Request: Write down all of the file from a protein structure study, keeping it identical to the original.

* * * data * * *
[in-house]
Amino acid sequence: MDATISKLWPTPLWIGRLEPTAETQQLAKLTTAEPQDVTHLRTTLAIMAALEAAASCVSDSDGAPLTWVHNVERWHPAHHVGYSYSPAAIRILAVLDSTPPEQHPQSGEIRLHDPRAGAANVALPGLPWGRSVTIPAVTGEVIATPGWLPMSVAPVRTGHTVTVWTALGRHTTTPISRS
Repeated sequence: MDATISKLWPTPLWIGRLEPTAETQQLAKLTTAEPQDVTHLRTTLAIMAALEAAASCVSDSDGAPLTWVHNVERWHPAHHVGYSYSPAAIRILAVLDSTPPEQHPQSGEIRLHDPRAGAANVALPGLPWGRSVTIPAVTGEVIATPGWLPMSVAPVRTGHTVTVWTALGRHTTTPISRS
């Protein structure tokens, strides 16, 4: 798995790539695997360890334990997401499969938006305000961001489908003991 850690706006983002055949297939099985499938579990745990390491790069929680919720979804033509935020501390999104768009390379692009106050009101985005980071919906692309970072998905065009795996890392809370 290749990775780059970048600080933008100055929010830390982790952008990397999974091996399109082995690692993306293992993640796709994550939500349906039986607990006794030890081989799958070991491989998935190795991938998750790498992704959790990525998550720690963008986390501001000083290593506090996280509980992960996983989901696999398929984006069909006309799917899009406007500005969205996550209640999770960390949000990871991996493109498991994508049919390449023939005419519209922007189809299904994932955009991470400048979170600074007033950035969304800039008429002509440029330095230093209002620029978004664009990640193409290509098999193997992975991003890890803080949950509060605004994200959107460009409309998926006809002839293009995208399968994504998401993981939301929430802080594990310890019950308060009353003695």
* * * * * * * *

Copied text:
[in-house]
Amino acid sequence: MDATISKLWPTPLWIGRLEPTAETQQLAKLTTAEPQDVTHLRTTLAIMAALEAAASCVSDSDGAPLTWVHNVERWHPAHHVGYSYSPAAIRILAVLDSTPPEQHPQSGEIRLHDPRAGAANVALPGLPWGRSVTIPAVTGEVIATPGWLPMSVAPVRTGHTVTVWTALGRHTTTPISRS
Repeated sequence: MDATISKLWPTPLWIGRLEPTAETQQLAKLTTAEPQDVTHLRTTLAIMAALEAAASCVSDSDGAPLTWVHNVERWHPAHHVGYSYSPAAIRILAVLDSTPPEQHPQSGEIRLHDPRAGAANVALPGLPWGRSVTIPAVTGEVIATPGWLPMSVAPVRTGHTVTVWTALGRHTTTPISRS
């Protein structure tokens, strides 16, 4: 798995790539695997360890334990997401499969938006305000961001489908003991 850690706006983002055949297939099985499938579990745990390491790069929680919720979804033509935020501390999104768009390379692009106050009101985005980071919906692309970072998905065009795996890392809370 290749990775780059970048600080933008100055929010830390982790952008990397999974091996399109082995690692993306293992993640796709994550939500349906039986607990006794030890081989799958070991491989998935190795991938998750790498992704959790990525998550720690963008986390501001000083290593506090996280509980992960996983989901696999398929984006069909006309799917899009406007500005969205996550209640999770960390949000990871991996493109498991994508049919390449023939005419519209922007189809299904994932955009991470400048979170600074007033950035969304800039008429002509440029330095230093209002620029978004664009990640193409290509098999193997992975991003890890803080949950509060605004994200959107460009409309998926006809002839293009995208399968994504998401993981939301929430802080594990310890019950308060009353003695």